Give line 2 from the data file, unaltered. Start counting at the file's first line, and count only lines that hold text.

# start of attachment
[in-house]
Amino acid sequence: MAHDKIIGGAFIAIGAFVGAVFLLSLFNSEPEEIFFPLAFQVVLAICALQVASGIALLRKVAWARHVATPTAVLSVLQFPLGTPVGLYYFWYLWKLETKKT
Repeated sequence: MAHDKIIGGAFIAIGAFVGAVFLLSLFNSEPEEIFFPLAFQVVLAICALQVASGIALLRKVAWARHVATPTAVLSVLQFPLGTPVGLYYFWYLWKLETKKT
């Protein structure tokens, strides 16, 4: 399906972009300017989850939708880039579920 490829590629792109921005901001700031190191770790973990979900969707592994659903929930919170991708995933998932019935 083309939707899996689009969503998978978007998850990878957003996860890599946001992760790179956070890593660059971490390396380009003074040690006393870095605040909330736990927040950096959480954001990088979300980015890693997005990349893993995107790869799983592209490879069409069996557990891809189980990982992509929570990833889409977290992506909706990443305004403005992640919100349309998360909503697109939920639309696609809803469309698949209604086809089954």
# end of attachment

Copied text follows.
Amino acid sequence: MAHDKIIGGAFIAIGAFVGAVFLLSLFNSEPEEIFFPLAFQVVLAICALQVASGIALLRKVAWARHVATPTAVLSVLQFPLGTPVGLYYFWYLWKLETKKT